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A lobbying firm set up by Corey Lewandowski, a former top Trump presidential campaign aide, has received about $140,000 in fees since launching earlier this year, but Lewandowski hasn’t registered as a lobbyist, according to filings under the federal Lobbying Disclosure Act reviewed by Bloomberg BNA.
The firm, Avenue Strategies, registered under the LDA and listed two other lobbyists, Barry Bennett and Jason Osborne, but not Lewandowski, whose ties to Trump are touted on the firm’s website.
The liberal watchdog group Public Citizen sent a letter May 3 to the Justice Department and congressional officials asking for an investigation of whether Lewandowski violated the lobbying disclosure law or the Foreign Agents Registration Act, a separate disclosure law for advocates representing foreign interests.
The watchdog group cited a Politico news report that another firm connected to Lewandowski, called East West Political Strategies, was soliciting to represent foreign governments before the Trump administration. It wasn’t clear that the firm has signed any foreign clients, however, and thus would be required to register under FARA.
Lewandowski’s lobbying firm didn’t immediately respond to a request for comment.
The letter calling for an investigation of Lewandowski was sent to Attorney General Jeff Sessions, as well as House Clerk Karen Haas and Secretary of the Senate Julie Adams. Hass and Adams are in charge of administering the LDA, though any enforcement of lobbying disclosure requirements is up to the Justice Department.
There have been only a handful of enforcement settlements and fines for disclosure violations under the LDA since the lobbying law was passed in the mid-1990s. Enforcement also has been rare under FARA for failure to disclose foreign advocacy activities.
In addition to Lewandowski, Public Citizen also has complained about Carl Icahn, the billionaire adviser to President Donald Trump, and his firm CVR Energy, which haven’t registered under the LDA. The watchdog group said Icahn has used his advisory role with Trump to publicly push for changes in a renewable fuels program that benefited his financial interests, thus requiring lobbying registration.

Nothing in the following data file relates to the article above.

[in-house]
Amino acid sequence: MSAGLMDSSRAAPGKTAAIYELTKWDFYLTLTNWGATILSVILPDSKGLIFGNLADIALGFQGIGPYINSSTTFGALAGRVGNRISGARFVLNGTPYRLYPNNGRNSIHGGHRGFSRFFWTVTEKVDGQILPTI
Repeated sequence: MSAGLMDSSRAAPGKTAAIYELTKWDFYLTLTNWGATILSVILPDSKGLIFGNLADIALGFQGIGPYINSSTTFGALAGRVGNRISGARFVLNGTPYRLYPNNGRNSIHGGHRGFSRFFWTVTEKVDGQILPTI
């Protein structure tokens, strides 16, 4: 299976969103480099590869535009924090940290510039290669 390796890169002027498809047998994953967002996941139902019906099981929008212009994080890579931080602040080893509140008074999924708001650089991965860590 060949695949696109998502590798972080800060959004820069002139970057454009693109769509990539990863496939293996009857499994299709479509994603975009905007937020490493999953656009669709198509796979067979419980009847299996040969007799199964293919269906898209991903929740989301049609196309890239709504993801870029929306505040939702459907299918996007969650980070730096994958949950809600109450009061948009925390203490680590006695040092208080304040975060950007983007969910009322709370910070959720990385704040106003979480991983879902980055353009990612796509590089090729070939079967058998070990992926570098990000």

Public Citizen said in a separate May 3 statement that it hasn’t received a response to its complaint about possible lobbying disclosure violations by Icahn. The watchdog group called for a Justice Department probe of reports that Icahn’s company made $50 million in the first quarter of the year due to his “political interference with a regulatory market for his personal financial gain.”
Public Citizen’s letter regarding Lewandowski acknowledged that the East West Political Consulting firm may not have signed foreign clients yet and thus may not have had to register under FARA. Lewandowski may also have escaped the technical requirements to be listed as a lobbyist under the LDA, said the letter, which was signed by Public Citizen President Robert Weissman, as well as the watchdog group’s legislative specialists, Lisa Gilbert and Craig Holman.
Holman said in a statement, however, that “indications are strong that Corey Lewandowski may well have crossed the threshold for registration under either one of the two lobby disclosure laws.” Holman noted that Lewandowski was a registered lobbyist until 2011 and that he has close ties to Trump and leading administration officials.
Lewandowski’s consulting firms “are using that access as a selling point for soliciting and generating international and domestic business,” Holman said. “And Lewandowski makes full use of that access to this day.”
The Public Citizen letter cited news reports that Lewandowski arranged a meeting between Trump and Mexican billionaire Carlos Slim. It said Lewandowski reportedly has an “ability to get the President on the phone without going through gatekeepers and is a frequent visitor to the West Wing.”
The LDA reports filed by Avenue Strategies disclosed payments this year from three clients, including $40,000 from Community Choice Financial Inc. for lobbying the Treasury Department on financial regulations. The firm also reported receiving $50,000 from Arlington, Va.-based Red Horse Corp. for lobbying the Small Business Administration on its status as a disabled-veteran-owned business. Another $50,000 was reported from Flow Health Inc. of San Francisco for lobbying the Department of Veterans Affairs on a health care data project.
The LDA report for Flow Health said the work that Avenue Strategies did for the company ended on March 31.
An LDA registration filed by Avenue Strategies said the firm was signed up in March to work for the government of Puerto Rico on “economic development, housing, tax, debt, transportation and infrastructure [and] legal matters.” The firm hasn’t yet filed an LDA report disclosing payments from Puerto Rico and who it is lobbying.
Citing a report in the Washington Examiner, Public Citizen said Puerto Rico Governor Ricardo Rossello decided to hire Avenue Strategies because he believed Lewandowski would deliver one-on-one meetings between the governor and Trump administration officials, and possibly even Trump himself. Lewandowski’s firm reportedly did set up meetings with administration officials but hasn’t yet arranged a meeting with Trump.
To contact the reporter on this story: Kenneth P. Doyle in Washington at firstname.lastname@example.org
To contact the editor responsible for this story: Paul Hendrie at pHendrie@bna.com
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